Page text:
Looking back: 2 history notes to start the weekend


First — WSB contributing photographer Matt Durham says he discovered that sign greeting “visitors to a home at the corner of SW Forest and Fairmount SW. The neighbor in the background (who wished to remain nameless) believes the cart was from a family business that was once on California Ave SW. According to a Google search, Abe’s Place was located at 2310 California Ave SW and served ‘American Turkish’ cuisine.” (Prints of Matt’s photos are available at his site, MattDurhamPhotography.com.)

Second note – Fauntleroy’s Judy Pickens sends word of her book chronicling the history of Fauntleroy Church, as it celebrates its centennial:

Since its inception in 1908, Fauntleroy Church has been an integral part of its community. Church founders and neighborhood founders were one and the same, as were founders of the Fauntleroy YMCA and Camp Colman.

Former and current Fauntleroy residents will find much of interest in Guided by the Light, published for the congregation’s 100th anniversary. Before you nod off at the very thought, know that it is a centennial book with a twist: The standard chronological march through time is enlivened by personal stories from past and present members who lived that history.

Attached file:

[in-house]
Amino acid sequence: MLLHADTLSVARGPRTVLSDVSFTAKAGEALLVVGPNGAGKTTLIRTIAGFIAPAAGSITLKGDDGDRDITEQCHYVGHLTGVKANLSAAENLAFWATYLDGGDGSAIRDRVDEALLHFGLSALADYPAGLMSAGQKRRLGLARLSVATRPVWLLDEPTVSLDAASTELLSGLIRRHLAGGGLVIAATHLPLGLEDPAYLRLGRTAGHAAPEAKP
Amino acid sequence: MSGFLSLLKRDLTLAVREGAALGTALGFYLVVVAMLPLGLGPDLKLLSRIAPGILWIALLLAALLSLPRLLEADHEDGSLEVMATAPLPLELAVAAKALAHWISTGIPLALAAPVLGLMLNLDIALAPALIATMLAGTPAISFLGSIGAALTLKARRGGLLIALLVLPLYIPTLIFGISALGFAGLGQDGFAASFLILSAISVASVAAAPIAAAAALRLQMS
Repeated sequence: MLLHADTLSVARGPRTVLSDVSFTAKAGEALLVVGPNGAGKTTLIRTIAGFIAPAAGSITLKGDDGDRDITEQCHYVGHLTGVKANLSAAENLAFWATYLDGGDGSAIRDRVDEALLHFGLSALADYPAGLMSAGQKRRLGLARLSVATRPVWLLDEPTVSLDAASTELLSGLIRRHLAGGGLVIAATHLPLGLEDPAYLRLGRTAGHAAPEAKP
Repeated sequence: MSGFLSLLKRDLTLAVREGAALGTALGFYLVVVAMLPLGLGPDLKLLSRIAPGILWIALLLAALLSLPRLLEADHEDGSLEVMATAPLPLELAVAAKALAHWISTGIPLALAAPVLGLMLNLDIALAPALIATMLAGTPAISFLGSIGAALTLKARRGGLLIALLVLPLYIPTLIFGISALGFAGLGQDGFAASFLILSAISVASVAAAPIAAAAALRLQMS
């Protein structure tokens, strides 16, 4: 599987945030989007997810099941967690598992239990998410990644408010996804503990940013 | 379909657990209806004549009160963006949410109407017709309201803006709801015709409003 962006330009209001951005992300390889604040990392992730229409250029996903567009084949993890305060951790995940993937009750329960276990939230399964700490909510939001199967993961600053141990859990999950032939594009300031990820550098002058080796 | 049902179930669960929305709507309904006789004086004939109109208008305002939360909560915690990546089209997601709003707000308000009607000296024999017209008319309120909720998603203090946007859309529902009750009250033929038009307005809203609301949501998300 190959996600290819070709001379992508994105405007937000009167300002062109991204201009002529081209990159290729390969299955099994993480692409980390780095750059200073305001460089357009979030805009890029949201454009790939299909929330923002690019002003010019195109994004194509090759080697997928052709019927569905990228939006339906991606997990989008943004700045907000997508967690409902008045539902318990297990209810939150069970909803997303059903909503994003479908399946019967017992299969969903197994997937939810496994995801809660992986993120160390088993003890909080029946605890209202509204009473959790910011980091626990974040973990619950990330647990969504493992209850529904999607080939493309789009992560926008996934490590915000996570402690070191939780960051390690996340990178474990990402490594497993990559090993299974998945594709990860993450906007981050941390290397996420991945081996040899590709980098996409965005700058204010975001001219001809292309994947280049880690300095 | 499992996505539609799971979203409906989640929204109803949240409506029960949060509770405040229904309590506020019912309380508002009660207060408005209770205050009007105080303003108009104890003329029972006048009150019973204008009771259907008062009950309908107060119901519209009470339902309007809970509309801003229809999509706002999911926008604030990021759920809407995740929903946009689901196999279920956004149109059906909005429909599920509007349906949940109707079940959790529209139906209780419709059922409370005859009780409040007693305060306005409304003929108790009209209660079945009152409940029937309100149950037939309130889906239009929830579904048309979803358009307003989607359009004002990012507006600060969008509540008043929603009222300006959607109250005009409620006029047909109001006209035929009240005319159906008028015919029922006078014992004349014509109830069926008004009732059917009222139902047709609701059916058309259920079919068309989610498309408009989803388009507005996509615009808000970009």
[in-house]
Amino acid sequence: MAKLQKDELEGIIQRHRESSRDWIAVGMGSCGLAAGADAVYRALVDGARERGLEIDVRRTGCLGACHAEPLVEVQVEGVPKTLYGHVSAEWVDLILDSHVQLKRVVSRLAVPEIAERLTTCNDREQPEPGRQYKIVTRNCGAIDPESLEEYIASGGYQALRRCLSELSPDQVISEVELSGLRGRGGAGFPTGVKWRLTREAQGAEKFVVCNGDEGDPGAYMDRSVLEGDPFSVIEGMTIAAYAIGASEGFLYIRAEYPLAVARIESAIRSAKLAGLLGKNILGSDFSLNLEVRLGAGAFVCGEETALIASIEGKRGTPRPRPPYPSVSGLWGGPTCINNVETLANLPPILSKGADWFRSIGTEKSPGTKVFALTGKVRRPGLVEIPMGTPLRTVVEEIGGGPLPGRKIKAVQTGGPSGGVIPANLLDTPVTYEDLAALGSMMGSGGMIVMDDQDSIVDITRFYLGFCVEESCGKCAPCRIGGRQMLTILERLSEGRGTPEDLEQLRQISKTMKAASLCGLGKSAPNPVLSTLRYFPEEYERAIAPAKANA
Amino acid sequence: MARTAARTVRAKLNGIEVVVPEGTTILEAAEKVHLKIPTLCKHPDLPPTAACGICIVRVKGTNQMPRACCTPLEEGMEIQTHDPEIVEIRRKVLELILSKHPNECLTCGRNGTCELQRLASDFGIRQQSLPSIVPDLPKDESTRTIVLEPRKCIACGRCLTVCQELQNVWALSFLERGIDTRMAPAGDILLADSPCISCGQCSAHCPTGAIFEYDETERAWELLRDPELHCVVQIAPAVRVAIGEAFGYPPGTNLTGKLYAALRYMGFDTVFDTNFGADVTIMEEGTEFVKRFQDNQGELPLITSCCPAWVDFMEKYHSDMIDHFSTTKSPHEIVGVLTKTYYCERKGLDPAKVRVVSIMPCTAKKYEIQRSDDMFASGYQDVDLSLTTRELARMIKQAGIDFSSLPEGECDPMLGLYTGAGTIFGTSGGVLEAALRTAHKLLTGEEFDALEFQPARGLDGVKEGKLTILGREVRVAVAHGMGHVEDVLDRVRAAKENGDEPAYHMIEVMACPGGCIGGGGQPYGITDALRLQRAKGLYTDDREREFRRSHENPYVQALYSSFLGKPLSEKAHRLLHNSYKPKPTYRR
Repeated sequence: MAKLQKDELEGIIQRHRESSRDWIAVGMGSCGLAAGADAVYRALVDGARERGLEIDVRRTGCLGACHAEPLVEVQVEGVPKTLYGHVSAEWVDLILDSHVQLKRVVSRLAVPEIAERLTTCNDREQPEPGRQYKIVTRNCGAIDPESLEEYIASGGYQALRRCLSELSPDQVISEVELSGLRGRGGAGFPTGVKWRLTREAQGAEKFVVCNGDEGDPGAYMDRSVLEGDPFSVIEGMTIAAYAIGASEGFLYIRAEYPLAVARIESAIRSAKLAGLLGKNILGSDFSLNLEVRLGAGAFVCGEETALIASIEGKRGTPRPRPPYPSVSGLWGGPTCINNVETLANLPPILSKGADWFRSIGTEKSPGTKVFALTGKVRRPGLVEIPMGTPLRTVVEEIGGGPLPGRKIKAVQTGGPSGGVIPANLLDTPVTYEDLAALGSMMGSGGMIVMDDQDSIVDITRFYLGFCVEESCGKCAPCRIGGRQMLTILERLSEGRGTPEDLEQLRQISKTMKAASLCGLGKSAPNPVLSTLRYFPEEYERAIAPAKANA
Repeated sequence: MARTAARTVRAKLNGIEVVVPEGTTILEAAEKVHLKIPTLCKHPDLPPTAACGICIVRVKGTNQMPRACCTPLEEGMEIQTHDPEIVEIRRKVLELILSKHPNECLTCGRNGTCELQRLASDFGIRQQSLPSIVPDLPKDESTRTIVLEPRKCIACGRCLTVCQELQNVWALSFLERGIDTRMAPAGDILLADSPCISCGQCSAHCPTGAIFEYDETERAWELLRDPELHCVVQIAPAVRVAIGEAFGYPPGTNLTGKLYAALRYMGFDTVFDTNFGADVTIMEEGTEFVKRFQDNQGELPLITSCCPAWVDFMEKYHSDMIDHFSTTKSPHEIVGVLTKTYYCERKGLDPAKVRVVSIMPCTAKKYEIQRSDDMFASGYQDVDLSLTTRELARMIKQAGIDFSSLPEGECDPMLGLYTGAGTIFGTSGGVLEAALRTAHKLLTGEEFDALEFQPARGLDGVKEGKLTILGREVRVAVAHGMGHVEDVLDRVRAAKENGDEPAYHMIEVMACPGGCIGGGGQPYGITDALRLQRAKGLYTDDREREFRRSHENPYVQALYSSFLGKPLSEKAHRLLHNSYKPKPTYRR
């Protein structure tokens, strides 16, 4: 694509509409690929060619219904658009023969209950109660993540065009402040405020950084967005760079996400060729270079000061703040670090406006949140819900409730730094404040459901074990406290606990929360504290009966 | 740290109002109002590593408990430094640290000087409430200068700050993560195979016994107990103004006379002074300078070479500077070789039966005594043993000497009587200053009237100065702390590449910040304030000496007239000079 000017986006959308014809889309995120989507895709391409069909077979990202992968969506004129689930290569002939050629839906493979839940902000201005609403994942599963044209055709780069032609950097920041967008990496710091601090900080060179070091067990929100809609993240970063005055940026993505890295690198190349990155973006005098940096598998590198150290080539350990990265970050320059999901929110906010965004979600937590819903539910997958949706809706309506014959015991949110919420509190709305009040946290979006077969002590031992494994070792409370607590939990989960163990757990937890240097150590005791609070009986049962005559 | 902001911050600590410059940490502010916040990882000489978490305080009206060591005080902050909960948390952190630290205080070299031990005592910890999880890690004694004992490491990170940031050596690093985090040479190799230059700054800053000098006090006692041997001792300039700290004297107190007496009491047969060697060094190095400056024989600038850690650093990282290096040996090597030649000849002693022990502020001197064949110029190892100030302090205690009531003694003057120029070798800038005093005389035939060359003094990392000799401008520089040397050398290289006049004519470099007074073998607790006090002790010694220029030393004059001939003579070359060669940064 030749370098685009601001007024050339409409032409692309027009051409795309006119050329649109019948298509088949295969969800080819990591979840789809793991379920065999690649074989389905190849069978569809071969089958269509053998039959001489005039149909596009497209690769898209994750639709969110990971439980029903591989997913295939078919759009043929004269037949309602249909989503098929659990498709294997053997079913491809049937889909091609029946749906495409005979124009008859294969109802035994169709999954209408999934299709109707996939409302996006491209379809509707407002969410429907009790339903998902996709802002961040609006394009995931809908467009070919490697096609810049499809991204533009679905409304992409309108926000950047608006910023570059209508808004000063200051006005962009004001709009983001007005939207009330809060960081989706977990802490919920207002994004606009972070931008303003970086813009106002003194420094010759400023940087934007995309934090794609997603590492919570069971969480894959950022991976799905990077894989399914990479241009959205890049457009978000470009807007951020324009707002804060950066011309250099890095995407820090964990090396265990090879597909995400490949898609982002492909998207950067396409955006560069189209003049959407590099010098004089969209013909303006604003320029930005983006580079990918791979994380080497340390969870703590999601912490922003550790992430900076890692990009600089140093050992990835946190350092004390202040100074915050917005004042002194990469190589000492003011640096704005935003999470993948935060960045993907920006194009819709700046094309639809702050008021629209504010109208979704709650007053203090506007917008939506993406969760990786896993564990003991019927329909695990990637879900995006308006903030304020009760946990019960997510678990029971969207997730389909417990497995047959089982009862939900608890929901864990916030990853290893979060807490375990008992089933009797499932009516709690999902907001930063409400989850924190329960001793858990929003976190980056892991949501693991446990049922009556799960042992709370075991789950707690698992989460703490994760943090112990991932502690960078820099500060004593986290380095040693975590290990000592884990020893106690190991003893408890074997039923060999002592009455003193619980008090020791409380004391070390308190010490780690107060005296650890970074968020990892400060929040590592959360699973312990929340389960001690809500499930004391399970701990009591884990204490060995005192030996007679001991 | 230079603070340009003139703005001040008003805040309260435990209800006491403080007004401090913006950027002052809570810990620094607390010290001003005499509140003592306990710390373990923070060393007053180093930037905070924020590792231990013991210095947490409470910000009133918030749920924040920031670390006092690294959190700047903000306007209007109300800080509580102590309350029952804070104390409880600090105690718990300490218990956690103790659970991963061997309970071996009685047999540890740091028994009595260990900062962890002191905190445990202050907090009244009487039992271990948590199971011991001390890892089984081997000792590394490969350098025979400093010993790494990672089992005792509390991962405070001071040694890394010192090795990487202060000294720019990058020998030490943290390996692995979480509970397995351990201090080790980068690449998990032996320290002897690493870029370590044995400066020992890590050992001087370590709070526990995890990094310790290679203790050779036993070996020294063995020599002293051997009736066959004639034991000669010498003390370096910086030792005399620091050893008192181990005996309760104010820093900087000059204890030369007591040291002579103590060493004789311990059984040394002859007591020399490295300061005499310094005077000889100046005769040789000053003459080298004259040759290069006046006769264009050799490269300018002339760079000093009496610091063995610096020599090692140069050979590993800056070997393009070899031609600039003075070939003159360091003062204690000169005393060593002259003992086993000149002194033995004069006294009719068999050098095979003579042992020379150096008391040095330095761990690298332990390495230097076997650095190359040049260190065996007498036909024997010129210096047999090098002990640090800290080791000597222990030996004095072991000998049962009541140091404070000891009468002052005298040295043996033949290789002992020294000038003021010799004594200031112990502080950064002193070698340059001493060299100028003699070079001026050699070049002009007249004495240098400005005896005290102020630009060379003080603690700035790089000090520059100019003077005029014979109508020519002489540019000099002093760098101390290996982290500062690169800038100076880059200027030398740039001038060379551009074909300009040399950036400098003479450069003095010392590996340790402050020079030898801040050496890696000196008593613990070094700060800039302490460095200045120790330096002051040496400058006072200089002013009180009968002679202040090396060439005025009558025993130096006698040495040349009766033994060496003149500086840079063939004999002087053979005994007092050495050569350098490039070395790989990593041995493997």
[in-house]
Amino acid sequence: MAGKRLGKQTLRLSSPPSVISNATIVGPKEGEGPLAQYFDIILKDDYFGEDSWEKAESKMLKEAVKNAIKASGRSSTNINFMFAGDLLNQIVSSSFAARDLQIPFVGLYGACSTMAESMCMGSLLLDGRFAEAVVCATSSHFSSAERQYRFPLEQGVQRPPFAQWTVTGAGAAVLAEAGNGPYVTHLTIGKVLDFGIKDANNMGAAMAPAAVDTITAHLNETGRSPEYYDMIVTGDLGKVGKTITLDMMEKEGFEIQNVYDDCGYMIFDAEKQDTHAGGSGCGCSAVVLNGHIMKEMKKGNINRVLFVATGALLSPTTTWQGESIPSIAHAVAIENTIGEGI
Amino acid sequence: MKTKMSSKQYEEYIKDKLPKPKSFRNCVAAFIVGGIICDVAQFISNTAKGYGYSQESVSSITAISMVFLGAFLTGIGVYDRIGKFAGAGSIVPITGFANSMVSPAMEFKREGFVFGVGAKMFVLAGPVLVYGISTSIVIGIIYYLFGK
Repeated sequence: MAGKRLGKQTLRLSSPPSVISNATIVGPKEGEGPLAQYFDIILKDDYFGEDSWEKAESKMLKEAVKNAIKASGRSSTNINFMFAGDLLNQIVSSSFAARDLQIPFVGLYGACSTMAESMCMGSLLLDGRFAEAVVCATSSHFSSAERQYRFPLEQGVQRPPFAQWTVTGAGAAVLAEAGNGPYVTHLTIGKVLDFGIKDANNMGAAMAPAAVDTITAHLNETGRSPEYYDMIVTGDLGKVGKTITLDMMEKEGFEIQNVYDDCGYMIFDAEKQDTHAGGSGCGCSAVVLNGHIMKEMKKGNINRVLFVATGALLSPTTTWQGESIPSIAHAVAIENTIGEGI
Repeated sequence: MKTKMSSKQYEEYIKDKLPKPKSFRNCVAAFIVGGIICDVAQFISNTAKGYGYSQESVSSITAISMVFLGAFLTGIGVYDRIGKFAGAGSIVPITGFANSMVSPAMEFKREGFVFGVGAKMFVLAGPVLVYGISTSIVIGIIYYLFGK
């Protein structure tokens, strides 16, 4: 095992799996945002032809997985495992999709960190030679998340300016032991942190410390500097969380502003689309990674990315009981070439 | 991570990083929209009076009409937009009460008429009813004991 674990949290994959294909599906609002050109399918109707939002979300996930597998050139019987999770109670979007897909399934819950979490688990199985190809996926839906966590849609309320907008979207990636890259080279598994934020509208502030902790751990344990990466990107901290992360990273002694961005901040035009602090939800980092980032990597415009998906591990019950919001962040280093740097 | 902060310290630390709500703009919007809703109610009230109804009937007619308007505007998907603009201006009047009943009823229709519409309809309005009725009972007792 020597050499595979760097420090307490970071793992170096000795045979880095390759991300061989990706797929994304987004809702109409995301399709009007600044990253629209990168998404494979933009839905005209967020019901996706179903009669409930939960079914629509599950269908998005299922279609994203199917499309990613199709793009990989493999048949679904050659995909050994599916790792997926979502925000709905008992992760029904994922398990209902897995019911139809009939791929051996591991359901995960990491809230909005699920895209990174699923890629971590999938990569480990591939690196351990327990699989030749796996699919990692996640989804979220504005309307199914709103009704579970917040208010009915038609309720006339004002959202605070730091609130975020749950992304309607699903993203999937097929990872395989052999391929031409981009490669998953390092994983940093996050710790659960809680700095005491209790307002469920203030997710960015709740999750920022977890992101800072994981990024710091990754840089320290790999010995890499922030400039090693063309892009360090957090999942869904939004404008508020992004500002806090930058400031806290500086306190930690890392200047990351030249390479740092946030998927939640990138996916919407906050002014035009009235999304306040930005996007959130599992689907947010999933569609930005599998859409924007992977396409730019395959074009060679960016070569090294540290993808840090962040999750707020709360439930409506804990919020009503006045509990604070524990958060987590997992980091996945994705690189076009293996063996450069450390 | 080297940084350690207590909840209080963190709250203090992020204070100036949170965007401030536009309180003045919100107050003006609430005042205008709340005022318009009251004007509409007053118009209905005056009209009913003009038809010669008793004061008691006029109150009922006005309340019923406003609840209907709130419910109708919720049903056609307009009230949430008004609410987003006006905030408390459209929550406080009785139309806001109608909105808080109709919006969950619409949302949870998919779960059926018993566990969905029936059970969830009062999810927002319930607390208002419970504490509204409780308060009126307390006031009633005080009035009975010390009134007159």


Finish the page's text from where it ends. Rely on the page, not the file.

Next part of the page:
Written by Judy E. Pickens, author and church member, Guided by the Light traces the United Church of Christ congregation from a rustic Sunday school “built in a day” to today’s outward-looking ministries. The 236-page quality paperback includes more than 100 photos and illustrations and features dozens of personal stories gleaned from archives and recent interviews.

The book is available for $25 at the Log House Museum, the Original Bakery in Fauntleroy, and the church office (932-5600 or info@fauntleroyucc.org).

6 Replies to "Looking back: 2 history notes to start the weekend"

  • M December 29, 2007 (10:01 am)

    Abe’s Place had the best Turkish meatballs and Mango Lemonade. It was a real shame to see it go. Abe’s was great!

  • Gina December 29, 2007 (12:20 pm)

    oooo, their meatball sandwich…yum.

  • roddy December 29, 2007 (5:30 pm)

    oh yeah, the meatball sand was to die for! Anyone know what happened to Abe?

  • Q December 29, 2007 (8:05 pm)

    Abe’s Place was by the Admiral Pub and owned by a family who lived/lives? right by where that photo was taken. Abe was their son who died as a teenager in the late nineties [comment shortened by WSB].

  • Ron December 30, 2007 (12:46 am)

    I really miss that place!
    Mehmet (Abe’s father), was SO nice and made the most delicious meatball and BBQ beef sandwiches and killer lentil soup and lemonade and .. oh, everything was a hit (to me)!

    “You like spice?” — unforgettable!

  • roddy January 2, 2008 (11:16 pm)

    My apologies, I thought the man who ran it was Abe. I think Abe’s was one of the best West Seattle secrets around. Everything I ate there was so delicious. I think he needs to try again at a different location (chuck & sally’s?)

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